Case studies & inspiration

Project Ideas

  • Movie in the Park
  • Paddling, kayaking, or in-water recreational event
  • Social (e.g. hot chocolate social, picnic)
  • Concert or play on the riverfront
  • Exercise, dance, or yoga gathering or class
  • Walking, running, or cycling club that uses riverfront trail
  • 5k run for a charity
  • Riverfront neighborhood festival
  • Teach about rivers, water quality, and habitat in your classroom. The Chicago River Schools Network has educational materials  to teach your students about the Chicago River and river systems in general.
  • Educational event or field trip. Friends of the Chicago River can help you organize field trip for your students on a stretch of the Chicago River.
  • Art class or festival along the riverfront
  • Art installation along the riverfront. This Arts and Planning toolkit can help you work through the process of creating and funding public art, and how to work with the community.
  • Food truck rally
  • Farmers market
  • Pop-up business. This guide offers advice for how to get a pop-up running. Also check out Boombox, a converted shipping container that now serves as a traveling pop-up shop throughout Chicago neighborhoods.
  • Join or create a Park Advisory Council
  • Join or create a stewardship group for your stretch of the river. Work with your local Park Advisory Council or volunteer stewardship group to identify other land in your community along the river that might be suitable for conservation or conversion to a designated natural area.
  • Tree planting, with help from MWRD
  • Habitat restoration. There are many groups that perform habitat restoration in and around the Chicago area. Chicago Wilderness’ site lists many groups and restoration efforts to get involved with in Chicago and Cook County.
  • Adopt a site along the river to help monitor water quality.

Case Studies

Here are several case studies showing placemaking projects that have activated riverfront spaces in Chicago and around the world.  

Chicago Dragon Boat Race for Literacy

River: South Branch of Chicago River at Ping Tom Park

When: Has been held annually in June for the past 16 years

Overview: Another great way to utilize the waterways in Chicago is to host an event on one of the city’s three rivers. Recently, dragon boat races have become popular throughout the United States and Chicago’s Chinatown has hosted a dragon boat race for the past 16 years to support English literacy programs in immigrant communities throughout the city. The 2016 race was presented by the Chicago Chinatown Community Foundation in partnership with the Chicago Park District, Department of Cultural Affairs and Special Events, Office of 25th Ward Alderman Daniel Solis, US Coast Guard, Chicago Marine Heritage Society, Friends of the Chicago River and Canal Street Marina. This event attracted thousands of visitors who came not only to watch the 30 dragon boats compete for the winning time but also to partake in an entire day of festivities including musical and cultural performances.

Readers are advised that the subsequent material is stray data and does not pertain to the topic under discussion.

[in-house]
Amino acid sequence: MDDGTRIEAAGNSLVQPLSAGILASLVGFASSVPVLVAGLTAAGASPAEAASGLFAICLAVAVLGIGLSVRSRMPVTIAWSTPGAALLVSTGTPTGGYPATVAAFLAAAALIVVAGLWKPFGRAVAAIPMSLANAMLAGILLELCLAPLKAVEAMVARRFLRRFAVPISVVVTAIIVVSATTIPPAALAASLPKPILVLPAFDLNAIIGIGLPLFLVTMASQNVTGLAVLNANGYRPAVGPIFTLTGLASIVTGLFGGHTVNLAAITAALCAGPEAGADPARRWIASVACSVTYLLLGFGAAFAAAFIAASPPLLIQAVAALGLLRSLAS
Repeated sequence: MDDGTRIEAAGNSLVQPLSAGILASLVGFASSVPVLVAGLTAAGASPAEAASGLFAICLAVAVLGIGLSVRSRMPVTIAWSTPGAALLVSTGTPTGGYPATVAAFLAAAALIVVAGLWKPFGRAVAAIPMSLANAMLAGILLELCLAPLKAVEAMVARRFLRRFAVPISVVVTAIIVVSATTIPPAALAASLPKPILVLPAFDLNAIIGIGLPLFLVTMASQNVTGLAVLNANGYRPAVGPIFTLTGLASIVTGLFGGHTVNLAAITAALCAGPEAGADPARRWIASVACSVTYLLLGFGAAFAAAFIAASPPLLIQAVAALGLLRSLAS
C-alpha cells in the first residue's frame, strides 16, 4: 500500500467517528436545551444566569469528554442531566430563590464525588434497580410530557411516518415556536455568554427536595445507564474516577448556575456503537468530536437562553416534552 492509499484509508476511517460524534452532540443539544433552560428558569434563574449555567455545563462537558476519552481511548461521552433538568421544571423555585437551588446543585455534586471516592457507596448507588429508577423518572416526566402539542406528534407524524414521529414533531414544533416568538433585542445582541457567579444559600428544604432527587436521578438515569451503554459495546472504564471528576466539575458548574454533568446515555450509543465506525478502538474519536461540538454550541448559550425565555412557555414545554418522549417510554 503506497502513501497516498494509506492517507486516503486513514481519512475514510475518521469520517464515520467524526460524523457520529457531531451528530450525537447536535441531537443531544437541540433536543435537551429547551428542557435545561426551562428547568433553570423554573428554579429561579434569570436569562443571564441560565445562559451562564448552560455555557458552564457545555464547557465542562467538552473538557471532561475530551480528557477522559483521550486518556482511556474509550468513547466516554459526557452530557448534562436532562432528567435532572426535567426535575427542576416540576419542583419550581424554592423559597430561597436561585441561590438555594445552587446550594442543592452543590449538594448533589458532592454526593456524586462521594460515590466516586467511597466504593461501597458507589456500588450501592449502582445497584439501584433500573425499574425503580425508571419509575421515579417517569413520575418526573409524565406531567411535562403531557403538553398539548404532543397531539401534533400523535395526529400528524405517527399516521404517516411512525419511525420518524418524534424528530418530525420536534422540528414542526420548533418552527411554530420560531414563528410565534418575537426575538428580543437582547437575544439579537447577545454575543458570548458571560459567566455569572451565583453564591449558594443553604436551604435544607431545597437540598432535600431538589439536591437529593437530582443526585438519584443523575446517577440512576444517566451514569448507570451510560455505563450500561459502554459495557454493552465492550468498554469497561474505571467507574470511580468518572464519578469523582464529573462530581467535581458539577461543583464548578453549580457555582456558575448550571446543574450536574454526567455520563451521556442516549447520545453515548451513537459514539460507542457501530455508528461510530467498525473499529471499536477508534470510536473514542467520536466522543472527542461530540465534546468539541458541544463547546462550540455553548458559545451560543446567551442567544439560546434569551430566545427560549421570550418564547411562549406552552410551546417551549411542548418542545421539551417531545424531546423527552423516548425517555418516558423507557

Visit the event page!

                                                                                    Dragon Boat Race by Sharyne Moy Tu

Chicago Southland Dragon Boat Festival


River: Calumet River at Blue Island

When: August 13, 2016

Overview: The City of Blue Island also became involved with the ancient Chinese tradition of dragon boat racing in 2016 with their inaugural Chicago Southland Dragon Boat Festival.The Chicago Southland Convention & Visitors Bureau along with the Blue Island Arts Alliance and the Pan American Dragon Boat Association hosted the festival this past August along the city’s historic waterfront. In addition to the festivities that took place on the water, the festival also provided arts and craft activities for children, music, local craft beer and food.

In this case study, we will highlight the steps taken to host the event in 2017, which will take place at SEPA Station #3 along the Calumet River in Blue Island.

  •  Since the event will take place on land owned by the Metropolitan Water Reclamation District, event organizers first contacted MWRD for their permission. MWRD granted permission to the City of Blue Island to hold the dragon boat race on their land.
  • Event organizers asked the City of Blue Island for permission, as well.
  • The next step was to contact the United States Coast Guard since the event will take place on water. The dragon boat race organizers submitted the “Application for Marine Event” form, which can be found on the USCG website (the Coast Guard recommends this form be submitted  at least 180 days before the event date).
  • In addition, the dragon boat race organizers spoke with Blue Island’s Fire and Police departments to ensure that safety, security, and traffic control measures will be in place on the day of the festival.